Miami Dolphins Owner Stephen Ross Unveils $400 Million Sun Life Stadium Renovation Plan

Plan would call for new partial roof, increased seating, other renovations

By Hank Tester and Brian Hamacher
|  Monday, Jan 14, 2013  |  Updated 9:38 PM EDT
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As he announced his plan for a $400 million makeover of Sun Life Stadium Monday, Dolphins owner Stephen Ross promised to approach the project very differently than other stadium financing deals in the past. He pledged to invest more personally and return more to the community than other stadium arrangements; invest a majority of the money into the stadium; and to keep the franchise playing in the stadium for the next 25 years.

As he announced his plan for a $400 million makeover of Sun Life Stadium Monday, Dolphins owner Stephen Ross promised to approach the project very differently than other stadium financing deals in the past. He pledged to invest more personally and return more to the community than other stadium arrangements; invest a majority of the money into the stadium; and to keep the franchise playing in the stadium for the next 25 years. "Sun Life and Miami will really go together as Miami continues to grow," Ross said.

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Miami Dolphins owner Stephen Ross says Sun Life Stadium will need to undergo a $400 million makeover if Miami has any hopes of landing the 2016 Super Bowl and competing for other big events in the future.

Ross and team officials held a news conference Monday to lay out their plans to renovate the stadium, and said he's willing to pay for more than half of the construction costs.

"I've spent more on professional sports teams than anybody else in the United States," Ross said at the conference, where he was joined by officials from the University of Miami, the Orange Bowl and the Super Bowl Host Committee.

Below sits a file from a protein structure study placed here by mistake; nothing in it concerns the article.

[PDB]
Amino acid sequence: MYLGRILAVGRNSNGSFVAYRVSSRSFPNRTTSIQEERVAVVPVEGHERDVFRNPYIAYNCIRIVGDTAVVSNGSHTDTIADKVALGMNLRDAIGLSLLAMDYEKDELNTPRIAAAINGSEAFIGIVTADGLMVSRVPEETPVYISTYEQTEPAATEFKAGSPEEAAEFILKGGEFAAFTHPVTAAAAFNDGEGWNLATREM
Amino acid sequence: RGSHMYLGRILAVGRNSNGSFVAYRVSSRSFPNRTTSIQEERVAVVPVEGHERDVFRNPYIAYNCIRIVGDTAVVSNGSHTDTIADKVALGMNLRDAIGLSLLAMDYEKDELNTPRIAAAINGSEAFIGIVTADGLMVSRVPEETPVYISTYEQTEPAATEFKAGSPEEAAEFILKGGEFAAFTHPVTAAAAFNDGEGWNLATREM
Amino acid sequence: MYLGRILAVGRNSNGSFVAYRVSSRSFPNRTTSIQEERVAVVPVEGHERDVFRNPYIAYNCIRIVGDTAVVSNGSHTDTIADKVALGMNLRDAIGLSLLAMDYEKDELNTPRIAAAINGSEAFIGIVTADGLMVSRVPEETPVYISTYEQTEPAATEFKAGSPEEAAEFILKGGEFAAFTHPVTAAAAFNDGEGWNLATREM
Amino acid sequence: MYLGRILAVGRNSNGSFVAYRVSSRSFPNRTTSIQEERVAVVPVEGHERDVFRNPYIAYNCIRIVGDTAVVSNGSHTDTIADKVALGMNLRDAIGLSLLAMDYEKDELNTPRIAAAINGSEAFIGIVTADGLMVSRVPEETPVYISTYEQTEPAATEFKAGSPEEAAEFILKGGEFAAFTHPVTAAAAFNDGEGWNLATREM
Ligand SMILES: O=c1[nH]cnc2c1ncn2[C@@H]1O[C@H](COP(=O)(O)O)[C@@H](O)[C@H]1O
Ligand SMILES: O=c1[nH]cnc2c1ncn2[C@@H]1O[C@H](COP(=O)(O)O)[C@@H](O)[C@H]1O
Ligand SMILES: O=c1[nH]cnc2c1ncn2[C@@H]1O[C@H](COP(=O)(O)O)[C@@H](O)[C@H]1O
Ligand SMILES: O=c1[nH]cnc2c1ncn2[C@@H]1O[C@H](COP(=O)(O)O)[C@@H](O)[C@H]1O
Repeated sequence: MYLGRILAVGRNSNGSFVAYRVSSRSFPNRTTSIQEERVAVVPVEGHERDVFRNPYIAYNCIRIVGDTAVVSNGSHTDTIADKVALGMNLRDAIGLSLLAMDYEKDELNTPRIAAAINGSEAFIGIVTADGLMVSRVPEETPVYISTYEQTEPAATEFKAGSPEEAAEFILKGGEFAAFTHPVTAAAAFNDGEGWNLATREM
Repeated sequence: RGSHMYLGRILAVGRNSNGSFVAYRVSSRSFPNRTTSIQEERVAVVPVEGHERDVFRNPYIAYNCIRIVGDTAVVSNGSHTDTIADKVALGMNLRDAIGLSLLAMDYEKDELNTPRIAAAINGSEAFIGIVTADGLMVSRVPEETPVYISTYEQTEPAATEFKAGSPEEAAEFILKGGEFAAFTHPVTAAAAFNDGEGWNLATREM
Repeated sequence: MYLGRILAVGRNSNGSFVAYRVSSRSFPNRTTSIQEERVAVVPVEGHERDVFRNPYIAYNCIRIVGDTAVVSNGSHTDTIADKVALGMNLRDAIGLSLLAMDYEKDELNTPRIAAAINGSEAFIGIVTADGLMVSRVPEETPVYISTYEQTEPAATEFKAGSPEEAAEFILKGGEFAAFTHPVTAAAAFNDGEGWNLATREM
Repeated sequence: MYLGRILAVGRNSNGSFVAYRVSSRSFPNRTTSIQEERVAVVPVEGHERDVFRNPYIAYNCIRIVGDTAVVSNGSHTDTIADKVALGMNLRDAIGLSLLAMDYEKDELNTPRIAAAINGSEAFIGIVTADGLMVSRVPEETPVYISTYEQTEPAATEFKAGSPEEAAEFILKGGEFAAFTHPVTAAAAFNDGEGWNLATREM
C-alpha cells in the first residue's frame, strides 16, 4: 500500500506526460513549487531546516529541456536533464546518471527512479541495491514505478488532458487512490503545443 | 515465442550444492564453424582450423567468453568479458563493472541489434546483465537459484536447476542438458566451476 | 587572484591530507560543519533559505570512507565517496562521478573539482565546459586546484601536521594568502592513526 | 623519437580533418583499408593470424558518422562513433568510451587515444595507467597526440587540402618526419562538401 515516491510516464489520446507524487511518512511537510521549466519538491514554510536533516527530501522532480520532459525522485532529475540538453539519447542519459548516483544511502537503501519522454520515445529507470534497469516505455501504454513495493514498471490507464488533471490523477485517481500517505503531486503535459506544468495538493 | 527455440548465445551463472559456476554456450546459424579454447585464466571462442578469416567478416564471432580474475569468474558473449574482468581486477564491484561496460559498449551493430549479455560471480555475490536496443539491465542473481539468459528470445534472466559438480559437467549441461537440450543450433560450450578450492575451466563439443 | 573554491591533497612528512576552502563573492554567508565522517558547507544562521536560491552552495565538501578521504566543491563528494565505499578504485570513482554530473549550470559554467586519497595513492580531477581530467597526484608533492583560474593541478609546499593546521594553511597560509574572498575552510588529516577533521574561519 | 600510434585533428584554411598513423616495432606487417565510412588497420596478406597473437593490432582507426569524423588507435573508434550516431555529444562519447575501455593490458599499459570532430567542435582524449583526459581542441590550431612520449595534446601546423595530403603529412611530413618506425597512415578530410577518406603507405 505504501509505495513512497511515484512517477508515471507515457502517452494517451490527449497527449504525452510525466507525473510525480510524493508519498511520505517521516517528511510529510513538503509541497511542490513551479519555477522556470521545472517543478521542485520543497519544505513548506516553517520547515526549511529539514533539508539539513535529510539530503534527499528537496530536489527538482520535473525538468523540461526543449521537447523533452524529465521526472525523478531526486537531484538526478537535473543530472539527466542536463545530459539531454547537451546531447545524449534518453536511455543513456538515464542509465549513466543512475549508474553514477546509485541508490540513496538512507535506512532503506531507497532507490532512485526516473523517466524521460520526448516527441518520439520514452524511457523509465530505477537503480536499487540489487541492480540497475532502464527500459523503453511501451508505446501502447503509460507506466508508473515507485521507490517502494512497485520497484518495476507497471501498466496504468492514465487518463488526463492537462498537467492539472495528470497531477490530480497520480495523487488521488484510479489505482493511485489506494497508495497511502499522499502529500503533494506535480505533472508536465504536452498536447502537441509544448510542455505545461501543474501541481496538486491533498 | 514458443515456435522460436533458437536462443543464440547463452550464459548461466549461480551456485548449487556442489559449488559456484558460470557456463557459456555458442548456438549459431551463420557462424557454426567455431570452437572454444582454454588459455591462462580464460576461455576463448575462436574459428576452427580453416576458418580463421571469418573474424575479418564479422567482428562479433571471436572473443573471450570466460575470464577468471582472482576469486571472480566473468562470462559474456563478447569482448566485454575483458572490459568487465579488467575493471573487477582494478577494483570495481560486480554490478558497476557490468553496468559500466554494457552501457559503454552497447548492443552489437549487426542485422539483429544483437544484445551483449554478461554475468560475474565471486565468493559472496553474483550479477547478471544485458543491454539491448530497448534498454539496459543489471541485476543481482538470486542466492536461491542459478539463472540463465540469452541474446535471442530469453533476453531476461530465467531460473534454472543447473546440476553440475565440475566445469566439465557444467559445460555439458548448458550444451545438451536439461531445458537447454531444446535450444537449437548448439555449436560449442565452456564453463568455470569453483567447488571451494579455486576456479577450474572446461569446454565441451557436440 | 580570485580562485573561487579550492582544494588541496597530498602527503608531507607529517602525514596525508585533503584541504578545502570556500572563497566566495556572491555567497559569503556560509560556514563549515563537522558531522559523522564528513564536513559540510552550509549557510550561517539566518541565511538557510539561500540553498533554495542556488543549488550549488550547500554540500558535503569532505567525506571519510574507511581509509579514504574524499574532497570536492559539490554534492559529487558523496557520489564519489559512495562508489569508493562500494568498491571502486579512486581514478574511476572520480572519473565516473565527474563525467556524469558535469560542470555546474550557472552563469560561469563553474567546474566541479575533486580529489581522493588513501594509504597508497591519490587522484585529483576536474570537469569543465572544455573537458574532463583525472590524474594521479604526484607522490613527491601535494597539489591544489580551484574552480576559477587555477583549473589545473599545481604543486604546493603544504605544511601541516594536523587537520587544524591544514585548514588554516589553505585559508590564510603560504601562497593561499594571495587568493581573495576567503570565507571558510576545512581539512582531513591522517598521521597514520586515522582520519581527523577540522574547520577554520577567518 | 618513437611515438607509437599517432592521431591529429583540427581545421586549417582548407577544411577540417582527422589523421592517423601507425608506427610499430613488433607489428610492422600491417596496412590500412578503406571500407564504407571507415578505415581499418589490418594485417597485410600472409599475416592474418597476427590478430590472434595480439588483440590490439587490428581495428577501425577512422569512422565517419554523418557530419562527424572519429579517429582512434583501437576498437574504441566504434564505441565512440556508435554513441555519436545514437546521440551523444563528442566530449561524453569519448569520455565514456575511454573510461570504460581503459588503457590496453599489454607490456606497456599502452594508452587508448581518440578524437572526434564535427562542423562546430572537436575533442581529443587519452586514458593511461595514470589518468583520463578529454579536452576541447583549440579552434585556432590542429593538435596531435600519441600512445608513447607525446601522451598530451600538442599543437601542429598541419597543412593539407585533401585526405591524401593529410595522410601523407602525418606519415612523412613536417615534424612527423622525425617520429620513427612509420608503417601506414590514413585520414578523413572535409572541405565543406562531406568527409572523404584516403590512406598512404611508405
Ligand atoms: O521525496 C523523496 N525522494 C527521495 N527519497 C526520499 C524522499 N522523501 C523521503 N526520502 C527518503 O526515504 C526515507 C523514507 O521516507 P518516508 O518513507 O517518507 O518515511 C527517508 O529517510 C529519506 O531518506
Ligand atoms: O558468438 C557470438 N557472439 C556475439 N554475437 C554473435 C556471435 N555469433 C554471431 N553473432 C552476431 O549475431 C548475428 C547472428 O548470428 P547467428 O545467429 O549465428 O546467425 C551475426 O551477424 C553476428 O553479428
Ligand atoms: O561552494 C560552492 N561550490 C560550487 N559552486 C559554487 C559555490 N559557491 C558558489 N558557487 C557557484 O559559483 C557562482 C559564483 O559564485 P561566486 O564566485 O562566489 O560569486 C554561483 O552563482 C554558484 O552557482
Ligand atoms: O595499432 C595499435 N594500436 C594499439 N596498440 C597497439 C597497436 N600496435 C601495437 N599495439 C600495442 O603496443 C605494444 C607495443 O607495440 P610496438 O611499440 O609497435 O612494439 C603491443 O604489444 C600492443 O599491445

Ross Optimistic Despite Dolphins' Stagnant Record

The renovations would include a partial roof, increased seating, better concessions, new lighting and video screens and other upgrades. The project would create at least 4,000 local jobs, Ross said.

Under Ross' plan, there would be no direct tax on taxpayers but rather a one cent bed tax increase in mainland Miami-Dade. The team would also get a sales tax break of $3 million per year off items sold at the stadium.

The goal would be to have the renovations complete in time to host the 2016 Super Bowl, the 50th anniversary of the event.

Dolphins Need More Pieces to Contend

"If we get this done, we will get the 50th anniversary Super Bowl," Ross said.

It may be difficult to get political support in the wake of the backlash over the Marlins ballpark deal. Ross said they've spoken to county commissioners and understand the negative sentiments concerning stadium deals.

Miami-Dade Mayor Carlos A. Gimenez said he couldn't comment until he'd received an official proposal.

"We’ve had a discussion with the Dolphins on the need to enhance the existing facilities at the stadium, but until we receive an official proposal from them on what they plan to do, it would be inappropriate for me to comment on the merits of the proposal," Gimenez said.

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